Feb. 14 (UPI) — A multi-national team of experts representing the World Health Organization is scheduled to arrive in China this weekend to assist in the COVID-19 response, officials said Friday.
The experts will join an advance team that arrived earlier this week and spent the past several days hammering out the mission goals and “scope of work” for the WHO in Hubei province, epicenter of the ongoing coronavirus outbreak.
Although leaders of the organization said they would not provide specifics on team members — including their countries of origin and qualifications — until after they’ve arrived in Hubei, they indicated that the United States will have at least one representative.
“The joint mission is moving forward,” Tedros Adhanom, WHO director general, said during a press briefing Friday.
Adhanom said the new arrivals will join their colleagues in conducting workshops with Chinese health officials to review data and on the outbreak and response. The expanded team will also make field visits to multiple clinical centers — in both urban and rural areas — throughout Hubei to assess screening and treatment efforts.
In addition, investigators will be working with Chinese public health experts to learn how the outbreak started, how the virus is transmitted and why some cases progress to severe disease.
It is believed that older adults, particularly men and those with compromised immune systems due to health problems like diabetes and heart disease, are more likely to suffer severe illness and are at increased risk of dying.
Earlier Friday, Chinese officials announced that more than 1,700 healthcare workers in the country had been sickened with COVID-19, and that six of them had died.
Mike Ryan, executive director of the WHO’s health emergencies program, said most of the affected workers were infected “during the third and fourth week of January,” when understanding of how the virus is transmitted was lower and before steps had been implemented to protect them, such as the use of masks and personal protective equipment.
“There has been a rapid fall off” of cases among health workers in the last two weeks, he added, because of increasing levels of training on the proper use of PPE.
“We still don’t know how many of these cases were exposed unknowingly,” Ryan noted, adding that a higher percentage of healthcare workers were infected during earlier coronavirus outbreaks, including MERS and SARS. “We’ve always known that health workers are at the front line. We have called again and again for the training and equipping of these workers because we understand the risks.”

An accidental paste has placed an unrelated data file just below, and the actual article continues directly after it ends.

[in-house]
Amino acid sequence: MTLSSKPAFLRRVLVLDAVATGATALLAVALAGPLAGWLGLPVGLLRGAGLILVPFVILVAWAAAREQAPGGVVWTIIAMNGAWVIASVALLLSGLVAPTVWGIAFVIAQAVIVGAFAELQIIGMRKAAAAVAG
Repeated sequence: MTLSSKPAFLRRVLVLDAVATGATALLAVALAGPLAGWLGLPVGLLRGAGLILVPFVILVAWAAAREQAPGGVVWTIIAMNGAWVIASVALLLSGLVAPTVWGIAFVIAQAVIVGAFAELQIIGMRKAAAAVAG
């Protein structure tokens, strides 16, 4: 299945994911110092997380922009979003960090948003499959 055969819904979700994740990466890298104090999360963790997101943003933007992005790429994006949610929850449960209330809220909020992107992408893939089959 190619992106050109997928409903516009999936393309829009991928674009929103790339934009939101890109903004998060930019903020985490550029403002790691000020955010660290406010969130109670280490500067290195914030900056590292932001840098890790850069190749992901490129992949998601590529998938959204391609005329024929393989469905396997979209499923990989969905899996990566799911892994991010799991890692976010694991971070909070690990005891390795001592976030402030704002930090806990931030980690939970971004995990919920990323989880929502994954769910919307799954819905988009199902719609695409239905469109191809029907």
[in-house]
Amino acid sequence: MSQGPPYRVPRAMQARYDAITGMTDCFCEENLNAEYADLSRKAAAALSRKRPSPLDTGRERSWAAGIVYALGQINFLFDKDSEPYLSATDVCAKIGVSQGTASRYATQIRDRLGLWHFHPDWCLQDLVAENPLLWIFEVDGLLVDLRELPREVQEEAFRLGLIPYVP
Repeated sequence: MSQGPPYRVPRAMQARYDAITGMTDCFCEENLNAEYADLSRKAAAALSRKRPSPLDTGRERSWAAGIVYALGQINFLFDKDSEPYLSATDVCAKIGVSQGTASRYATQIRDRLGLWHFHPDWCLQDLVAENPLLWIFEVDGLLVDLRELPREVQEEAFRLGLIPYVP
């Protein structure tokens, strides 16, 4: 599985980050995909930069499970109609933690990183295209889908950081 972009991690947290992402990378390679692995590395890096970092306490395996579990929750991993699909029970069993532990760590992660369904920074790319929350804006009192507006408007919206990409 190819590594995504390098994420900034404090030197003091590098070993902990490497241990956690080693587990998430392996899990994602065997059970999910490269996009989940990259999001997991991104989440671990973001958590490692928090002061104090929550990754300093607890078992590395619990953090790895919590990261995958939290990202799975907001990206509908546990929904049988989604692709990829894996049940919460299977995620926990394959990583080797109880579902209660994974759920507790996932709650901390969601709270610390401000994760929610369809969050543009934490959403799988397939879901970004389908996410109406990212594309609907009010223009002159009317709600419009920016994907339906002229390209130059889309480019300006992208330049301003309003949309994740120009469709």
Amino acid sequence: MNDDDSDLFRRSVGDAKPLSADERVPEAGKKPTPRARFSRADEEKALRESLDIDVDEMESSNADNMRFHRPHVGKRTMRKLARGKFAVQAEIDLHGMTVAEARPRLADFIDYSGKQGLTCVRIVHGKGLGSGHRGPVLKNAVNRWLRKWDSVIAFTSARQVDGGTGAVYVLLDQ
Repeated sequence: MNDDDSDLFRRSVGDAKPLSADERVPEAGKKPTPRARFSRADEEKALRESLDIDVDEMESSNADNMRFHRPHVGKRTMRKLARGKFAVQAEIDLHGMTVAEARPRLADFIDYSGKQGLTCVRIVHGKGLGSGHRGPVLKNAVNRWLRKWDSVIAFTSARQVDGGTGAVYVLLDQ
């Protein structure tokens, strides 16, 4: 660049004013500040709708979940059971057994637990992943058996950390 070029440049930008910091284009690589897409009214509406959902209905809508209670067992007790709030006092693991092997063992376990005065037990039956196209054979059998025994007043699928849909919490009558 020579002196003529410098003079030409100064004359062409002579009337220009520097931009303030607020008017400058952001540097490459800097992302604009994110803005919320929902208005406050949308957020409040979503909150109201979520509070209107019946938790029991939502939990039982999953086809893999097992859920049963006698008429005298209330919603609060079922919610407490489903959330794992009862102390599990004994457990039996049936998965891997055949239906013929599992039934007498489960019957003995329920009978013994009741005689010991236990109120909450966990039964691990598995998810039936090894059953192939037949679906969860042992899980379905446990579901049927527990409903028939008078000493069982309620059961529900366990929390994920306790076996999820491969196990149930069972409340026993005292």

Ryan also responded to reports that the WHO had advised the International Olympic Committee against the cancellation of the 2020 Games in Tokyo, scheduled for this summer.
“We have not offered advice to the IOC one way or another, and neither would we,” he said. The WHO’s role is to “offer technical advice on risk, risk mitigation and risk response. We leave it up to event organizers to make the decision,” he added.
Ryan disputed suggestions by U.S. National Economic Council director Larry Kudlow on Thursday that the United States was “quite disappointed” with China’s response to the outbreak and that the Beijing government was operating with a lack of transparency.
“I don’t know Mr. Kudlow,” Ryan said. “We’ve had a team on the ground since the beginning. From our perspective, we have a government in China that’s cooperating. They’ve shared genetic sequences of the virus and patient data with the international community.”
“Everyone is entitled to their opinion, but there is a history of deep collaboration between institutions in the U.S. and China,” Ryan added, citing the similarity in the names of the two countries’ national public health agencies, both of which are called the CDC, referring to Centers for Disease Control. “Scientists collaborate regardless. They get on with it. We should maybe try all of us to not politicize this situation.”